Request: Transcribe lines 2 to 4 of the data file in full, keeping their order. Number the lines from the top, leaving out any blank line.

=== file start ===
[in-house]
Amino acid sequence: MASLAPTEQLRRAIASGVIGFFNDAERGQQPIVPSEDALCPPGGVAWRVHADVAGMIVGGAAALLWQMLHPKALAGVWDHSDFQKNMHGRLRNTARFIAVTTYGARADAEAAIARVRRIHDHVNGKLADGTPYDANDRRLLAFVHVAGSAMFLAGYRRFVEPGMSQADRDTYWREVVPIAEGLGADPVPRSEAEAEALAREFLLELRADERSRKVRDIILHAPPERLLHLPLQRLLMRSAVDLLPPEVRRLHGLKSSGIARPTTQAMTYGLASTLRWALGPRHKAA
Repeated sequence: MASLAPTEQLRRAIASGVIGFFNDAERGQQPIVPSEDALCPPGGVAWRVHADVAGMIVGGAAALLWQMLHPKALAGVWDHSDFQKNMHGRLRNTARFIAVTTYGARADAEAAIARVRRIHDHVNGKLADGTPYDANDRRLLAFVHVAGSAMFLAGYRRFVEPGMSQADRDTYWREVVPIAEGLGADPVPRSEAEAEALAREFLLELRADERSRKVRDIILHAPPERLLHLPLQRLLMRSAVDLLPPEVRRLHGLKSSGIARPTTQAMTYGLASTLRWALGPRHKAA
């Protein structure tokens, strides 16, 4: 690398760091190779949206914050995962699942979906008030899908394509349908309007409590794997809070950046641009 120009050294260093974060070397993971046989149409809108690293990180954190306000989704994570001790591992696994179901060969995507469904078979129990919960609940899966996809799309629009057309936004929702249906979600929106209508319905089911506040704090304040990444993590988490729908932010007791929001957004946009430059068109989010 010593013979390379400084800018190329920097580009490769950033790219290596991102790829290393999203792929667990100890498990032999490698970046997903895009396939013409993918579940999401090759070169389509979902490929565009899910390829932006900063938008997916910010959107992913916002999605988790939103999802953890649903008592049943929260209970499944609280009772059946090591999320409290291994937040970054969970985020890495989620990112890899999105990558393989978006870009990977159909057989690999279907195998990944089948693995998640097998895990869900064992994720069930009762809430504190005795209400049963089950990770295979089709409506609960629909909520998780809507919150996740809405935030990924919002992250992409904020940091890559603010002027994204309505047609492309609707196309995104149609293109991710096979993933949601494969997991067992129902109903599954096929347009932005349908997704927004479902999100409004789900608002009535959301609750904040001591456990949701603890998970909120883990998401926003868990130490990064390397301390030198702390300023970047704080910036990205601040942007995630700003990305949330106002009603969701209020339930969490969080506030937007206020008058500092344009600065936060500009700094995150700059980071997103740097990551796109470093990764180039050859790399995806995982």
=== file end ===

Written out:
Amino acid sequence: MASLAPTEQLRRAIASGVIGFFNDAERGQQPIVPSEDALCPPGGVAWRVHADVAGMIVGGAAALLWQMLHPKALAGVWDHSDFQKNMHGRLRNTARFIAVTTYGARADAEAAIARVRRIHDHVNGKLADGTPYDANDRRLLAFVHVAGSAMFLAGYRRFVEPGMSQADRDTYWREVVPIAEGLGADPVPRSEAEAEALAREFLLELRADERSRKVRDIILHAPPERLLHLPLQRLLMRSAVDLLPPEVRRLHGLKSSGIARPTTQAMTYGLASTLRWALGPRHKAA
Repeated sequence: MASLAPTEQLRRAIASGVIGFFNDAERGQQPIVPSEDALCPPGGVAWRVHADVAGMIVGGAAALLWQMLHPKALAGVWDHSDFQKNMHGRLRNTARFIAVTTYGARADAEAAIARVRRIHDHVNGKLADGTPYDANDRRLLAFVHVAGSAMFLAGYRRFVEPGMSQADRDTYWREVVPIAEGLGADPVPRSEAEAEALAREFLLELRADERSRKVRDIILHAPPERLLHLPLQRLLMRSAVDLLPPEVRRLHGLKSSGIARPTTQAMTYGLASTLRWALGPRHKAA
């Protein structure tokens, strides 16, 4: 690398760091190779949206914050995962699942979906008030899908394509349908309007409590794997809070950046641009 120009050294260093974060070397993971046989149409809108690293990180954190306000989704994570001790591992696994179901060969995507469904078979129990919960609940899966996809799309629009057309936004929702249906979600929106209508319905089911506040704090304040990444993590988490729908932010007791929001957004946009430059068109989010 010593013979390379400084800018190329920097580009490769950033790219290596991102790829290393999203792929667990100890498990032999490698970046997903895009396939013409993918579940999401090759070169389509979902490929565009899910390829932006900063938008997916910010959107992913916002999605988790939103999802953890649903008592049943929260209970499944609280009772059946090591999320409290291994937040970054969970985020890495989620990112890899999105990558393989978006870009990977159909057989690999279907195998990944089948693995998640097998895990869900064992994720069930009762809430504190005795209400049963089950990770295979089709409506609960629909909520998780809507919150996740809405935030990924919002992250992409904020940091890559603010002027994204309505047609492309609707196309995104149609293109991710096979993933949601494969997991067992129902109903599954096929347009932005349908997704927004479902999100409004789900608002009535959301609750904040001591456990949701603890998970909120883990998401926003868990130490990064390397301390030198702390300023970047704080910036990205601040942007995630700003990305949330106002009603969701209020339930969490969080506030937007206020008058500092344009600065936060500009700094995150700059980071997103740097990551796109470093990764180039050859790399995806995982």